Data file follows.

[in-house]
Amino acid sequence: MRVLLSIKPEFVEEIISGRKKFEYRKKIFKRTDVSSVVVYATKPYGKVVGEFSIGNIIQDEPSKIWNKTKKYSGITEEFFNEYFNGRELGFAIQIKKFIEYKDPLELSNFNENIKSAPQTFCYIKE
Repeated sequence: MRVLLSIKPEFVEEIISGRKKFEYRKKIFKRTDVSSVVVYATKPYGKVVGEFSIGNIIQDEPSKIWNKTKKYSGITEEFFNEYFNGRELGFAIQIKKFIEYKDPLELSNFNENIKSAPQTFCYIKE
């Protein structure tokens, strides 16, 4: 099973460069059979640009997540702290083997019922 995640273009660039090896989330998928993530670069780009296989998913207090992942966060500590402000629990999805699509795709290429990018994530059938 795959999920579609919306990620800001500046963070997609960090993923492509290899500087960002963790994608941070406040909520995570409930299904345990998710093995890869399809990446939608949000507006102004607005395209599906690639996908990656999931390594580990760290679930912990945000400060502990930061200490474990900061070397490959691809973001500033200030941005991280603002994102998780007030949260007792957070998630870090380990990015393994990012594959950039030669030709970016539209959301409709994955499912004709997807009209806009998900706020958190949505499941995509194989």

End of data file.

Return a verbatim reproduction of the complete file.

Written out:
[in-house]
Amino acid sequence: MRVLLSIKPEFVEEIISGRKKFEYRKKIFKRTDVSSVVVYATKPYGKVVGEFSIGNIIQDEPSKIWNKTKKYSGITEEFFNEYFNGRELGFAIQIKKFIEYKDPLELSNFNENIKSAPQTFCYIKE
Repeated sequence: MRVLLSIKPEFVEEIISGRKKFEYRKKIFKRTDVSSVVVYATKPYGKVVGEFSIGNIIQDEPSKIWNKTKKYSGITEEFFNEYFNGRELGFAIQIKKFIEYKDPLELSNFNENIKSAPQTFCYIKE
């Protein structure tokens, strides 16, 4: 099973460069059979640009997540702290083997019922 995640273009660039090896989330998928993530670069780009296989998913207090992942966060500590402000629990999805699509795709290429990018994530059938 795959999920579609919306990620800001500046963070997609960090993923492509290899500087960002963790994608941070406040909520995570409930299904345990998710093995890869399809990446939608949000507006102004607005395209599906690639996908990656999931390594580990760290679930912990945000400060502990930061200490474990900061070397490959691809973001500033200030941005991280603002994102998780007030949260007792957070998630870090380990990015393994990012594959950039030669030709970016539209959301409709994955499912004709997807009209806009998900706020958190949505499941995509194989």